In the present paper, a fully coupled model on solute transport following a flood is proposed to simulate the flow hydrodynamics and the process of pollutant transport in flood-prone districts. Subsequently, the involved model is successfully validated using several tests with satisfactory results, confirming its numerical stability and computational accuracy with shock capture capacity. Moreover, this study shows that the model performs well for a prolonged flood in the HTL area with complex 2D topography during a short time in a large-scale domain. Considering the potential influence of the land-use change on flood events, we focus mainly on the response of flood wave propagation and associated pollutant transport to land cover patterns changes in residential areas. In this simulation, we consider a spatial variation of the roughness using a mesh in which each node has a roughness coefficient depending on the type of land uses; the flood hydraulics are also compared. The results indicate that water depth and flow velocity are sensitive to the variation of the different land-use types; the propagation process of flood waves slows down after considering the resistance of farmland and residential areas, so any considerable change in land use significantly influences the behavior of flood risk during flood events in HTL. In particular, this study also indicates that the pollutant transport is more dynamic following flood inundation in the HTL area, and the land cover plays an important role in the mixing and transport of pollutants in the rapidly varying flood events. In addition, the results of anisotropic diffusion are more reasonable than those of isotropic dispersion in simulating pollutant transport in a real flood study. In general, the present model can quickly predict flood inundation and flood-related water pollution for real-world flood simulations.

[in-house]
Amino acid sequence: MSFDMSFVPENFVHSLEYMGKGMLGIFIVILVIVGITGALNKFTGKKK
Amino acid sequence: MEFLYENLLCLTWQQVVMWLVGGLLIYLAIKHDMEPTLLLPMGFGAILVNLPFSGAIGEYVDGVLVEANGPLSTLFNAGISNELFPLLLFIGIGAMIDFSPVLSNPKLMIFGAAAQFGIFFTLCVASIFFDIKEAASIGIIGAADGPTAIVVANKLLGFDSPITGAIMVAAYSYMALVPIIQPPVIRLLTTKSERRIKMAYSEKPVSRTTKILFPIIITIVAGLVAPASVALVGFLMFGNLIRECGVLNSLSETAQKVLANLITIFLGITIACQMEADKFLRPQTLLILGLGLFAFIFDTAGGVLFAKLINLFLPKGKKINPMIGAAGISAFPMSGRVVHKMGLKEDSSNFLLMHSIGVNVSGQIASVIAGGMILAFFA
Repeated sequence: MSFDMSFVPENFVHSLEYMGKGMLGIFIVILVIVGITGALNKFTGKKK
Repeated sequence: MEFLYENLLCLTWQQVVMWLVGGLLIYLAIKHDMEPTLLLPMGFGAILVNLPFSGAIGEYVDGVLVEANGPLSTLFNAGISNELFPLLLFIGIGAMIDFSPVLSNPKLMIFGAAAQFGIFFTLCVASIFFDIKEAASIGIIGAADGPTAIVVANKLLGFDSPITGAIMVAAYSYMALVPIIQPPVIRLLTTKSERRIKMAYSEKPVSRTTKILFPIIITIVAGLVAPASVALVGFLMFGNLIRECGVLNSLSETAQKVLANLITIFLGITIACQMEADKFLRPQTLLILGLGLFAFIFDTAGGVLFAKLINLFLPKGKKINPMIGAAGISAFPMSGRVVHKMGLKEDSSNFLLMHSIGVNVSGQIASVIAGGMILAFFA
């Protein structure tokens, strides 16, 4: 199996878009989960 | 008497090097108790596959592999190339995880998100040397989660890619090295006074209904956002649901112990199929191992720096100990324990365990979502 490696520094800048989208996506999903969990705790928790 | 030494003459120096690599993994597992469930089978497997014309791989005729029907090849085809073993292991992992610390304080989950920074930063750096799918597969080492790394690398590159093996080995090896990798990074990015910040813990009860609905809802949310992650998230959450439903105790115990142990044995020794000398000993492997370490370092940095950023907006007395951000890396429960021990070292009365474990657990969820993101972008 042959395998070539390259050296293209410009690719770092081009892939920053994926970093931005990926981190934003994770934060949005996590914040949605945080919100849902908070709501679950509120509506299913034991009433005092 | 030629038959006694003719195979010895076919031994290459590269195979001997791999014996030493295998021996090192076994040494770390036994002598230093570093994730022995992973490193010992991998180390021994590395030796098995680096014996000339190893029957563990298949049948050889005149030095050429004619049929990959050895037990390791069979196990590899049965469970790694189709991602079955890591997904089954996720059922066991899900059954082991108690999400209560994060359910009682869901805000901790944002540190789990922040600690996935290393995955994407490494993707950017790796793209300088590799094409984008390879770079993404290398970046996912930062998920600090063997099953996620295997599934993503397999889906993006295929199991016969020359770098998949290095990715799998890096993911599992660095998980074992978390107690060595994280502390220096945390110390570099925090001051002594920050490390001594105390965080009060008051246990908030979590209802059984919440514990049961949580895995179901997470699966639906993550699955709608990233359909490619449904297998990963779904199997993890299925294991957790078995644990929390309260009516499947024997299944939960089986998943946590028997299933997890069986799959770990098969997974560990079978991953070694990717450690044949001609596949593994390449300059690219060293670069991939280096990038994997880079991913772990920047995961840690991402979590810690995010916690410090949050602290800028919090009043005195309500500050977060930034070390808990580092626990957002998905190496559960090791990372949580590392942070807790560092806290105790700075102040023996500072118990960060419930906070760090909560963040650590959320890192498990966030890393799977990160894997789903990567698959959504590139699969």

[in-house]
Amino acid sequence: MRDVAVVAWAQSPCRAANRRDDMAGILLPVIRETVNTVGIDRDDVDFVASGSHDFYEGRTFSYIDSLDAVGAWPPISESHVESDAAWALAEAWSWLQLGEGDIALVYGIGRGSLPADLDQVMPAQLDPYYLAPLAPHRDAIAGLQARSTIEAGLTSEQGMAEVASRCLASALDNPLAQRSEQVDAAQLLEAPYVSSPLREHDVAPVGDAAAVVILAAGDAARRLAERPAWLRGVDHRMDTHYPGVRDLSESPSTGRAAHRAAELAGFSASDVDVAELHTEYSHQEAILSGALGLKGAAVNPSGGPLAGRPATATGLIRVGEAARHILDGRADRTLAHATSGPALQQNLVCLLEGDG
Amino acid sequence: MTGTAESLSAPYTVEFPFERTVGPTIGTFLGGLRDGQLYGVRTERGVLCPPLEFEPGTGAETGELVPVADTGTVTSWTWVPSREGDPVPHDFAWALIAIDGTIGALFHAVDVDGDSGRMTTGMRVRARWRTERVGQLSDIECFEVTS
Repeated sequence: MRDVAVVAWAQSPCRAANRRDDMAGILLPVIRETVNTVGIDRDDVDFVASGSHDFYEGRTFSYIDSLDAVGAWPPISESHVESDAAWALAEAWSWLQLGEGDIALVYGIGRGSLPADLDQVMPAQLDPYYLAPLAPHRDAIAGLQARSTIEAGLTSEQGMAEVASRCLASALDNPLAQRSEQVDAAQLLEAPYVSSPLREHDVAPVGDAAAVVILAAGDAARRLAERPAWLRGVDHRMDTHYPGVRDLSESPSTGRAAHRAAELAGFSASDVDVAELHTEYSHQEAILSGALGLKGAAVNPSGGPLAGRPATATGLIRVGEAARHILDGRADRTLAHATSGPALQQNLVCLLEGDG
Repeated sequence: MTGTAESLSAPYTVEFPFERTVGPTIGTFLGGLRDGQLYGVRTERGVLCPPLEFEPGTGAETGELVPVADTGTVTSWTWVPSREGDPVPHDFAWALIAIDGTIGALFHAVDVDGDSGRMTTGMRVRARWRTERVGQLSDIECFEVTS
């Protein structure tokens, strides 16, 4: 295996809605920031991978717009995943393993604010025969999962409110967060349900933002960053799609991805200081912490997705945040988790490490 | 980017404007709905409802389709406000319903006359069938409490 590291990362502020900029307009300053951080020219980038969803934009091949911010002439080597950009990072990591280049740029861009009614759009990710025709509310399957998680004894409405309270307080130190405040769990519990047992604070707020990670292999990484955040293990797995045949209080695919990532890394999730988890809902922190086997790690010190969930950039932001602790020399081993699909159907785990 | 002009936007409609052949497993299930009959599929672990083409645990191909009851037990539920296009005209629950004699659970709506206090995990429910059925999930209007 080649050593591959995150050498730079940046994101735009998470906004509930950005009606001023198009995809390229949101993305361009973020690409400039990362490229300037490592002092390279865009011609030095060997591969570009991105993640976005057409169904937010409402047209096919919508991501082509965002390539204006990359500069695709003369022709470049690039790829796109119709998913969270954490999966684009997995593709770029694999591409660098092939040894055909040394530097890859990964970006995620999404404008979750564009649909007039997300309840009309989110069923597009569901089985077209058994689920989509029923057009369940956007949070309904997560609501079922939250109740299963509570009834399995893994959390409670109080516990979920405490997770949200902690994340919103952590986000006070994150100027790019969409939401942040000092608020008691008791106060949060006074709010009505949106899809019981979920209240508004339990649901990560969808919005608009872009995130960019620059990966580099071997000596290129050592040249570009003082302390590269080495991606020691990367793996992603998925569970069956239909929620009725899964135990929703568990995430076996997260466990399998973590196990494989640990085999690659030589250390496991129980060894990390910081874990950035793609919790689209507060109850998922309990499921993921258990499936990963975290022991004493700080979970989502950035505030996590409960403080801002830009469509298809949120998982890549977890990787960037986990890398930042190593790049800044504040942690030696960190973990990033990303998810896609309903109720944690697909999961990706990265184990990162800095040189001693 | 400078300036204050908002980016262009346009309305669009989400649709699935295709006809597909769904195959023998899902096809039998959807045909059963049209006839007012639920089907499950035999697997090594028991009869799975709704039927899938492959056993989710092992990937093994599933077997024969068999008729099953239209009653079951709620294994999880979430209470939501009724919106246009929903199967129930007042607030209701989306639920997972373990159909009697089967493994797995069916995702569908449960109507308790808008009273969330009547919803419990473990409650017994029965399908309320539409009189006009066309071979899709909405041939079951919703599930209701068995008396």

In fact, HTL areas have distinct types of plants: grassland, shrubs, forests, or crop. Flood inundation changes from partial submergence to complete submergence for different plants, the resistances caused by plants for different land covers vary with the water depth. One can see that the drag force caused by plants is able to totally describe the flow and resistance in vegetated areas; therefore, this method should be understood and quantified in future work.

Data Availability

All data included in this study are available upon request by contact with the corresponding author.

Conflicts of Interest

The authors declare that they have no conflicts of interest.


This work was supported by the National Nature Science Foundation of China (51879028), the National Key R&D Program of China (2019YFC1407704), and the Open Fund of State Key Laboratory of Coastal and Offshore Engineering, Dalian University of Technology (LP2009).